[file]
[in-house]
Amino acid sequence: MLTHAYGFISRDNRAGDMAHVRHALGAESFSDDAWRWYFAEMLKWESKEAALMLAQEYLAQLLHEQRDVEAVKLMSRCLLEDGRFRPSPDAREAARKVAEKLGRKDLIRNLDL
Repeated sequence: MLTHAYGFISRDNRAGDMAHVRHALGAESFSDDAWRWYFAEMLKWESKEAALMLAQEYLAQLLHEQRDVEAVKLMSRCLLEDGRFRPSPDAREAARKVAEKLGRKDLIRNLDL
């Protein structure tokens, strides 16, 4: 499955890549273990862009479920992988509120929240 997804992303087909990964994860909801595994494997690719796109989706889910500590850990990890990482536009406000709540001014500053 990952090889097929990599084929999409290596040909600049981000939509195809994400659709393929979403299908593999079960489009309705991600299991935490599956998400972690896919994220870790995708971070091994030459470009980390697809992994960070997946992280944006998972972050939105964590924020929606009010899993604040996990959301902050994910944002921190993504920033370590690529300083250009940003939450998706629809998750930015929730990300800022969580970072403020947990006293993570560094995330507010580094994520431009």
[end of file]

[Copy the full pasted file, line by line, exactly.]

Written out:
[in-house]
Amino acid sequence: MLTHAYGFISRDNRAGDMAHVRHALGAESFSDDAWRWYFAEMLKWESKEAALMLAQEYLAQLLHEQRDVEAVKLMSRCLLEDGRFRPSPDAREAARKVAEKLGRKDLIRNLDL
Repeated sequence: MLTHAYGFISRDNRAGDMAHVRHALGAESFSDDAWRWYFAEMLKWESKEAALMLAQEYLAQLLHEQRDVEAVKLMSRCLLEDGRFRPSPDAREAARKVAEKLGRKDLIRNLDL
């Protein structure tokens, strides 16, 4: 499955890549273990862009479920992988509120929240 997804992303087909990964994860909801595994494997690719796109989706889910500590850990990890990482536009406000709540001014500053 990952090889097929990599084929999409290596040909600049981000939509195809994400659709393929979403299908593999079960489009309705991600299991935490599956998400972690896919994220870790995708971070091994030459470009980390697809992994960070997946992280944006998972972050939105964590924020929606009010899993604040996990959301902050994910944002921190993504920033370590690529300083250009940003939450998706629809998750930015929730990300800022969580970072403020947990006293993570560094995330507010580094994520431009």